There’s nothing fishy about it

Published 3:43 pm Friday, February 6, 2009

Sometimes I don’t understand my beloved state of Georgia.

How in good conscience can we spend $19 million on something like Go Fish Georgia, which Gov. Sonny Perdue thinks is the greatest thing to hit the state since James Oglethorpe’s two feet?

We have a $2 billion deficit and severe cuts are being proposed for everything from education to public health, yet we are flacking a fishing tournament. Perdue and his supporters claim a fishing championship can bring several million dollars into the state’s economy. So can a hog killing if you put $19 million into promoting it.

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Meanwhile, a magnificent new facility is under construction in Columbus that will add millions of dollars to the state’s economy without everybody laughing their heads off at us. It is the National Infantry Museum and Soldier Center, a 180,000-square-foot edifice on 200 acres in Patriot Park, adjacent to Fort Benning. The museum is scheduled to open March 20 with former Secretary of State Colin Powell as keynote speaker. I predict the day it opens its doors, the National Infantry Museum will become one of the state’s top tourist attractions. It is that impressive.

Lt. Gov. Casey Cagle has toured the site and says, “The Infantry Museum is a great asset not only to Columbus, but to our entire state. It will provide a rich experience for thousands of visitors each year and is a wonderful economic development opportunity.”

Ken Stewart, commissioner of the Georgia Department of Economic Development, agrees, “The National Infantry Museum is not only a unique addition to Georgia’s tourism but a testament to the state’s military heritage and personnel.”

The driving force behind the National Infantry Museum and Soldier Center is Maj. Gen. Jerry A. White. Gen. White retired as commanding general at Fort Benning in Columbus in 1994. He could have ridden off into the sunset with his awards and decorations—including the Silver Star and the Bronze Star from two tours in Vietnam—and lived happily ever after. But he didn’t. He is giving back to our state. And what a gift.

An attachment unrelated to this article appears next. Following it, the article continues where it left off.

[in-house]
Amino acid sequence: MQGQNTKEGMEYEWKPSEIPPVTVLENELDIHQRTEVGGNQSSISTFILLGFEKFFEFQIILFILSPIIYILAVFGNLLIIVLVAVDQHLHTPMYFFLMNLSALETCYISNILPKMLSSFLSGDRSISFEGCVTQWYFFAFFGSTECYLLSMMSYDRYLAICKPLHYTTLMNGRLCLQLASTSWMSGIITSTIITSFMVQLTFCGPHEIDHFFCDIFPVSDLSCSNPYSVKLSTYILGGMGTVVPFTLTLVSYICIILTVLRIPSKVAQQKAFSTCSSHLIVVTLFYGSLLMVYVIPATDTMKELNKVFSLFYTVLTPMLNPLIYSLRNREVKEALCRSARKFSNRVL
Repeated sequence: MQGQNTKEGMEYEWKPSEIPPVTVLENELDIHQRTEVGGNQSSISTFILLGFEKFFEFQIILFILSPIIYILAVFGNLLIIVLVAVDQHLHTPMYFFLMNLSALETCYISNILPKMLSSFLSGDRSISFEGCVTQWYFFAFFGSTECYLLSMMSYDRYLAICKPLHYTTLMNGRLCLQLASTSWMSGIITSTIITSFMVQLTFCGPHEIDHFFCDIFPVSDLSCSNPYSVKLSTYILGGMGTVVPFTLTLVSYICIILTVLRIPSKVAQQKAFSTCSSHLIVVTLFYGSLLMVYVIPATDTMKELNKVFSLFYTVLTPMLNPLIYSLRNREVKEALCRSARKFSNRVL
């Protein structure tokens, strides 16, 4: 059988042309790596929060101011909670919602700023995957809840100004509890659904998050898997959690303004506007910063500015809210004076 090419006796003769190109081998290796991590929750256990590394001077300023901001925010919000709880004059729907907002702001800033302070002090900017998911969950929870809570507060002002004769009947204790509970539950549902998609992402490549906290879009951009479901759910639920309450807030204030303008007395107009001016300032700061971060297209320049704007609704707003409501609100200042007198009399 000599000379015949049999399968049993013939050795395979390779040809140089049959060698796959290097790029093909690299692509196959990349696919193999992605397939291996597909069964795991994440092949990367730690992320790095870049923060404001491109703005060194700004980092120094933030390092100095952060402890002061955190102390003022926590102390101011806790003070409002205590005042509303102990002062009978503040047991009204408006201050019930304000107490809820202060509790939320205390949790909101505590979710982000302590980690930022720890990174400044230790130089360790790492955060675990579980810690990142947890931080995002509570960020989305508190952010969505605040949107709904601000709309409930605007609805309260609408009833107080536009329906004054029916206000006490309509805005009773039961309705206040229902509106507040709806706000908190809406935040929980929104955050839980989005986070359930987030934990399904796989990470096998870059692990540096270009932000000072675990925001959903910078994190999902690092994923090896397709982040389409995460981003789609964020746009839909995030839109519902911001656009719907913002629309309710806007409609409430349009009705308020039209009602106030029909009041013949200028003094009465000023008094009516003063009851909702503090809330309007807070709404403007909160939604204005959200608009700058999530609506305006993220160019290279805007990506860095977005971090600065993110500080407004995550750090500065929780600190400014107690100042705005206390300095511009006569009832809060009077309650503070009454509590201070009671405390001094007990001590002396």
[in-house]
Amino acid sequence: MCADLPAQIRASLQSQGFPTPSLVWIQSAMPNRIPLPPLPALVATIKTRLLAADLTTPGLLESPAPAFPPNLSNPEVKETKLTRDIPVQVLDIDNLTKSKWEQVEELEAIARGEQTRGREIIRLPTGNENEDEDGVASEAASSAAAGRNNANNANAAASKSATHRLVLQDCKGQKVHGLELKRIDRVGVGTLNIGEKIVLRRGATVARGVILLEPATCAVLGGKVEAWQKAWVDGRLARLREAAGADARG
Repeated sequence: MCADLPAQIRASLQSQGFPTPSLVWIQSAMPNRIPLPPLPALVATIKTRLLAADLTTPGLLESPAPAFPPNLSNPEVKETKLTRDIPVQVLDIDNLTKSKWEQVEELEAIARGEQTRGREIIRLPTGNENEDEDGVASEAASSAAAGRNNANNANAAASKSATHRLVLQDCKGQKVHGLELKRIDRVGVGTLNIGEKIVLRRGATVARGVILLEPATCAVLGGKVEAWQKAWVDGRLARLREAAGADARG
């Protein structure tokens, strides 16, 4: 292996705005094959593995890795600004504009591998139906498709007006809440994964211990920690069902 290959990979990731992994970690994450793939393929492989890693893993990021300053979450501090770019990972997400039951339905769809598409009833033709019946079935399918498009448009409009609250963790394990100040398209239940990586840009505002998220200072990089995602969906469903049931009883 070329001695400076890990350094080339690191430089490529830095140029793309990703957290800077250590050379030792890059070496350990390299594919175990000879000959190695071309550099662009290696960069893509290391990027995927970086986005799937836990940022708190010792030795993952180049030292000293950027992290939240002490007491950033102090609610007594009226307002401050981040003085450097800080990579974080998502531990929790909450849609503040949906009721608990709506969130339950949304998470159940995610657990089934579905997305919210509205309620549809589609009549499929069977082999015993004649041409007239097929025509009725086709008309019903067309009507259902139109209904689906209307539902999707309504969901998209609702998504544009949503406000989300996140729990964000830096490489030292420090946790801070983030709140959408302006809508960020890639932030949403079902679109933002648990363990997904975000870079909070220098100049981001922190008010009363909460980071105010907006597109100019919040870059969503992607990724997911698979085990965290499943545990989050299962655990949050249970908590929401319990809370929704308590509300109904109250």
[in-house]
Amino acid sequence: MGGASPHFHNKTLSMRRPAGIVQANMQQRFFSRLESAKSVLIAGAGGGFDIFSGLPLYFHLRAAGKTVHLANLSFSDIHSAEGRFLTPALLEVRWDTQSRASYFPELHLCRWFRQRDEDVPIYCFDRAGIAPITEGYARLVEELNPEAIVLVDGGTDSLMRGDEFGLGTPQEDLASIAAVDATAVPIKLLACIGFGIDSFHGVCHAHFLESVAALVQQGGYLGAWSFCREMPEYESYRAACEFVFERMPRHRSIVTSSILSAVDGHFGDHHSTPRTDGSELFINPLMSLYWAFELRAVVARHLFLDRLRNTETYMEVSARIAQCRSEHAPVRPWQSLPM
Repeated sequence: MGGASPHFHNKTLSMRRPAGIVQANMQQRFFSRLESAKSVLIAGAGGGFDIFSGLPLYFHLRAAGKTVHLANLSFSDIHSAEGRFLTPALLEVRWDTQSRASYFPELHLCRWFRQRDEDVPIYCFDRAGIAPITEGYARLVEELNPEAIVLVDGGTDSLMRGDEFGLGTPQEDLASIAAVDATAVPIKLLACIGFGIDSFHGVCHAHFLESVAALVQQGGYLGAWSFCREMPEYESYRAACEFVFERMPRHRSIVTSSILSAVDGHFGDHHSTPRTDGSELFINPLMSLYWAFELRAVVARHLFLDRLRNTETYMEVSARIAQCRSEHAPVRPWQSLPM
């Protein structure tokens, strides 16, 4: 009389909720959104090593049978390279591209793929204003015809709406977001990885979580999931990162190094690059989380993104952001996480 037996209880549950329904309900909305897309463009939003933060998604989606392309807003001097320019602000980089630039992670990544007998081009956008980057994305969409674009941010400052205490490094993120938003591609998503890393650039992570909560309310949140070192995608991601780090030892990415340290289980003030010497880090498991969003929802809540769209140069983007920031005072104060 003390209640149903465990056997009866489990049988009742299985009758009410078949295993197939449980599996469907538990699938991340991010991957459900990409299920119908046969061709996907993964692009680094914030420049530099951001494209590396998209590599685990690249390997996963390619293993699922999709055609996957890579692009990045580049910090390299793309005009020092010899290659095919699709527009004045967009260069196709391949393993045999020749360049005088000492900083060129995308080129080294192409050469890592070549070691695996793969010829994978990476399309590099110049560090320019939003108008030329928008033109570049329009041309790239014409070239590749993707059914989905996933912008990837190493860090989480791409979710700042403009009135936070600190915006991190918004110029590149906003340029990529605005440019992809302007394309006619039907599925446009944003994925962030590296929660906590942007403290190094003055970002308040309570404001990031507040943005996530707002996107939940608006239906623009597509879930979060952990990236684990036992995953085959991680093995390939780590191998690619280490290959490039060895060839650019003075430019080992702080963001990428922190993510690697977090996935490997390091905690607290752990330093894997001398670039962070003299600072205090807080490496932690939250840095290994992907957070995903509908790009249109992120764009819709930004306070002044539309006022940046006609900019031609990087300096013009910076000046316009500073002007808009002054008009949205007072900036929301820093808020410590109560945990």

The museum is a labor of love for Gen. White. He reminded me that close to 80 percent of all those who have died for their country in war were in the infantry. More than half of all Medals of Honor given have been earned by infantrymen, yet nowhere has there been a proper tribute to those countless numbers who over the past 232 years have had the responsibility for “the last 100 yards” to secure the battlefield—a source of great pride to the infantry.

Patriotism aside, the museum will be a state and even national attraction.

Columbus State University’s Abbott Turner College of Business projects an annual economic impact of $50 million for Georgia.

Gen. White estimates the museum will attract as many as 500,000 people annually to the facility, including the family and friends of the 40,000 young men and women who graduate from Infantry School each year. More importantly, the facility and what it represents will make us stand tall with pride instead of shaking our heads in embarrassment.

Local state Rep. Calvin Smyre, D-Columbus, is positively giddy over the museum.

“Having a father and grandfather with over a half century of military service, I have a strong affinity and great respect for our military. I am proud to have the National Infantry Museum in Columbus, and all Georgians will be proud to claim it as their own.”

I don’t have the space to tell you all the good things that will be available at the National Infantry Museum—interactive exhibits, an IMAX theater, the World War II Company Street where Gen. George Patton lived and worked, weapons, simulators, stories of heroism, educational and patriotic programs as well as soil from the U.S. Infantry’s battlefields going back to the Revolutionary War.

Take my word for it: the National Infantry Museum and Soldier Center is spectacular. You will need to see it for yourself to appreciate it. By the way, admission is free. And it beats Go Fish Georgia like a drum.